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Thursday, September 27, 2007


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Bob Lee

Very interesting but IMO you paint an incomplete picture of the musician salary structure in the orchestral world without including the relevant opera and ballet orchestars in the database.

Thank you for your comment, but could you give an example of what you mean and which ballet and opera orchestras do you consider "relevant"? Given the fact that all symphonic ensembles are included in the list, why would some ballet and opera ensembles not be included? Finally, what exactly is incomplete about the picture? I think this could be a useful discussion but without some more parameters it is difficult to assume what you are referring to. ~ Drew McManus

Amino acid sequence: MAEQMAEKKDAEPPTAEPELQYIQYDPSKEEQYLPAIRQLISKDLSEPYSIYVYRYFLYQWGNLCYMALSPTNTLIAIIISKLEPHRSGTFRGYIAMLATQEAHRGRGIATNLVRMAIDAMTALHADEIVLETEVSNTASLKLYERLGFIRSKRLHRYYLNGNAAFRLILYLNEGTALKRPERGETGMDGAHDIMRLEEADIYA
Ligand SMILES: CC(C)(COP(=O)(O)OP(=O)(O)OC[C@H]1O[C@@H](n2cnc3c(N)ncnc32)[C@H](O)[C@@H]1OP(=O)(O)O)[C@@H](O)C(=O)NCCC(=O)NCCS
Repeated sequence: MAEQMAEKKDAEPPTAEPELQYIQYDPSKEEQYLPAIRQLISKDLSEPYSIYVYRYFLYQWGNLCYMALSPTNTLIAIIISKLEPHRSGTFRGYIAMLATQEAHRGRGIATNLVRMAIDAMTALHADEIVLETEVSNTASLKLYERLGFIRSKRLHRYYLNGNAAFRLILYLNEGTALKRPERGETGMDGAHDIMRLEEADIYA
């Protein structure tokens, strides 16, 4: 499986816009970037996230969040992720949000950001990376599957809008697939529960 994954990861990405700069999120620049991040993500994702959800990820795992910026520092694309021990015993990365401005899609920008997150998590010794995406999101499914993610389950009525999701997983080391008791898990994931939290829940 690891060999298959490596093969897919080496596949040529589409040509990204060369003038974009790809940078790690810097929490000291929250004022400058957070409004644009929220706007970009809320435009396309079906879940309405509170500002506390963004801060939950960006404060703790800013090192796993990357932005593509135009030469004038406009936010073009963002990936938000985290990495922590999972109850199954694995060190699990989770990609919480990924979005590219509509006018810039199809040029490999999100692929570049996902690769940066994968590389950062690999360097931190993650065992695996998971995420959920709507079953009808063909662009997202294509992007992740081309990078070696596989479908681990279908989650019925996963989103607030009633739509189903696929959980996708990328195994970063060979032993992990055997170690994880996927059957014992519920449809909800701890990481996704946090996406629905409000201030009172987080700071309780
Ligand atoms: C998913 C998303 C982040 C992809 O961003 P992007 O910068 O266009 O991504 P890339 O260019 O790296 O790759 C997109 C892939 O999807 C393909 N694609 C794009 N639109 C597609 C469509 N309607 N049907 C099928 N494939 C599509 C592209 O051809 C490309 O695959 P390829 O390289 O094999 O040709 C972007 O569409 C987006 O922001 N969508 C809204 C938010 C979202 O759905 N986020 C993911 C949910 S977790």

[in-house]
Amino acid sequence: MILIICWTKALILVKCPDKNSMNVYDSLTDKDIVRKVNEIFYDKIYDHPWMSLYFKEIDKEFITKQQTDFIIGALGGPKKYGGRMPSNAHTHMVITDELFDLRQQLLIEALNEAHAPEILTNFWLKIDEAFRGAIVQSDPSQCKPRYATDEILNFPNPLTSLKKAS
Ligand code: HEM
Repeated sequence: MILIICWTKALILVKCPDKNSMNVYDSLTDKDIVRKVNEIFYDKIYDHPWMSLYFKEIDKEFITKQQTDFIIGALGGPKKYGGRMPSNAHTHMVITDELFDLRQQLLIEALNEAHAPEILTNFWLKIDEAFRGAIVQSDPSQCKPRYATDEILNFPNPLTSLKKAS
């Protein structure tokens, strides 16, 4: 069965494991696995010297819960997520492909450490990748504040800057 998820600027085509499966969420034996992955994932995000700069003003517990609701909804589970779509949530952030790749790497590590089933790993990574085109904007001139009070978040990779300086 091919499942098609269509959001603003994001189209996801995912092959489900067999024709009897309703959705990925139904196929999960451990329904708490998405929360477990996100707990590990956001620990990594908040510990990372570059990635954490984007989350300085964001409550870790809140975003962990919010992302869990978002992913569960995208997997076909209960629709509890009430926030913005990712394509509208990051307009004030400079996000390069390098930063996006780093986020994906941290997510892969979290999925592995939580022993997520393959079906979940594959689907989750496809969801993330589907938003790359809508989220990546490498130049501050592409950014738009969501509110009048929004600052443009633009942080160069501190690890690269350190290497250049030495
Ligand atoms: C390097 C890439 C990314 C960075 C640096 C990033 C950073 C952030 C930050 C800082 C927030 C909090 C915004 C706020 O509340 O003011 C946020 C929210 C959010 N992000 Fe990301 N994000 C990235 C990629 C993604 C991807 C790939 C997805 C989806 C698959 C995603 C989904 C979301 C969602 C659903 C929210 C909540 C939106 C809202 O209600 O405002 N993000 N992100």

I think he's referring to the opera/ballet orchestras that are in ICSOM (Met, NYC Opera, NYC Ballet, Kennedy Center, Chicago Lyric, SF Opera, SF Ballet.)
Although only one (Met) comes near the big 5+2 in terms of salary.

Bob and I exchanged a few emails since his comment and it seems that his thoughts were leaning more toward how much influence the base pay at ISCOM opera/ballet orchestras had on their symphonic counterparts.

My observations tend to lead me to believe that it's mostly a one-way street. I know of opera/ballet orchestras where the musicians compare their weekly salary to their orchestra peers in the same city, but I don't see many symphonic musicians looking at annual salaries as a factor in determining what they ask for at the bargaining table.

Another point is one you mentioned, the only opera/ballet orchestra to come close to top level annual pay is the MET opera orchestra, as such, there simply aren't enough groups earning the same level of annual salary as their symphonic peers to really impact the overall picture. ~ Drew McManus

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